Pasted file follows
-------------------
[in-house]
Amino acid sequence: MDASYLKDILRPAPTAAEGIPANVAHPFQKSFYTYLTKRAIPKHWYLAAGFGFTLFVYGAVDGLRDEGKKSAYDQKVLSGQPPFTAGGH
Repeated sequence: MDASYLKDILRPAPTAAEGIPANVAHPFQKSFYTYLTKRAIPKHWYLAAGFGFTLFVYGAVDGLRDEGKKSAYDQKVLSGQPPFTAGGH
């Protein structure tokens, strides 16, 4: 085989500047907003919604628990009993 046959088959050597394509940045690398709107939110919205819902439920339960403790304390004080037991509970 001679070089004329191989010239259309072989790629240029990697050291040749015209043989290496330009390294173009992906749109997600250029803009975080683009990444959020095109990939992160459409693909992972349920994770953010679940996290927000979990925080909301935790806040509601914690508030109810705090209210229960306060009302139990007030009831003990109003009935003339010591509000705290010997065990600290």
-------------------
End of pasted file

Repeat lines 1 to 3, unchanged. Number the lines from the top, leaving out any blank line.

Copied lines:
[in-house]
Amino acid sequence: MDASYLKDILRPAPTAAEGIPANVAHPFQKSFYTYLTKRAIPKHWYLAAGFGFTLFVYGAVDGLRDEGKKSAYDQKVLSGQPPFTAGGH
Repeated sequence: MDASYLKDILRPAPTAAEGIPANVAHPFQKSFYTYLTKRAIPKHWYLAAGFGFTLFVYGAVDGLRDEGKKSAYDQKVLSGQPPFTAGGH